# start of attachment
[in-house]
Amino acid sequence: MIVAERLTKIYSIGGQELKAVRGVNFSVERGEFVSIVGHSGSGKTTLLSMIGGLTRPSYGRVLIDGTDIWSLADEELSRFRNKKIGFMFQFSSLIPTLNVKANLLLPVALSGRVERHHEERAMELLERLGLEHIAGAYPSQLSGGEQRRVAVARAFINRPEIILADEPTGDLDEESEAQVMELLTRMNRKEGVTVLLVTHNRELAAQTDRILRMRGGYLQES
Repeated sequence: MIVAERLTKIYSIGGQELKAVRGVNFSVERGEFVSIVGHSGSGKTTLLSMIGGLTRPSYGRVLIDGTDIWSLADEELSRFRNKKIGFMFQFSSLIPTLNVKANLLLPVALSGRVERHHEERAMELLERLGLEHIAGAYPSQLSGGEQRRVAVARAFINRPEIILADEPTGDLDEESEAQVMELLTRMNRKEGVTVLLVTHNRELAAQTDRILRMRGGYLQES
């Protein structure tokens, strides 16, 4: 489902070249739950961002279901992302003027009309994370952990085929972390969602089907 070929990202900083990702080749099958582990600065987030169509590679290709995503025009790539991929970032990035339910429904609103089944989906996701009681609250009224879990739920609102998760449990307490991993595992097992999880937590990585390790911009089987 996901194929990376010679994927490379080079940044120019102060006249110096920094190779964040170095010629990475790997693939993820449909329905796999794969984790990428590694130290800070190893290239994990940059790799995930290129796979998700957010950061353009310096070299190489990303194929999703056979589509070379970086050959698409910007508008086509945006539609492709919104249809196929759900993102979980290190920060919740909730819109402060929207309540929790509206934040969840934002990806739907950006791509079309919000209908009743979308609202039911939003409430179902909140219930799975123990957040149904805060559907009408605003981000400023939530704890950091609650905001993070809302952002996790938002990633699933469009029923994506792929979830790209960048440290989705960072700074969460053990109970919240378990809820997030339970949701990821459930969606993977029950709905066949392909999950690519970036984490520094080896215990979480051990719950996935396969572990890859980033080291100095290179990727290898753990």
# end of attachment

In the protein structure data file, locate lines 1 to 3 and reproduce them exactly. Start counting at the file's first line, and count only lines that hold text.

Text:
[in-house]
Amino acid sequence: MIVAERLTKIYSIGGQELKAVRGVNFSVERGEFVSIVGHSGSGKTTLLSMIGGLTRPSYGRVLIDGTDIWSLADEELSRFRNKKIGFMFQFSSLIPTLNVKANLLLPVALSGRVERHHEERAMELLERLGLEHIAGAYPSQLSGGEQRRVAVARAFINRPEIILADEPTGDLDEESEAQVMELLTRMNRKEGVTVLLVTHNRELAAQTDRILRMRGGYLQES
Repeated sequence: MIVAERLTKIYSIGGQELKAVRGVNFSVERGEFVSIVGHSGSGKTTLLSMIGGLTRPSYGRVLIDGTDIWSLADEELSRFRNKKIGFMFQFSSLIPTLNVKANLLLPVALSGRVERHHEERAMELLERLGLEHIAGAYPSQLSGGEQRRVAVARAFINRPEIILADEPTGDLDEESEAQVMELLTRMNRKEGVTVLLVTHNRELAAQTDRILRMRGGYLQES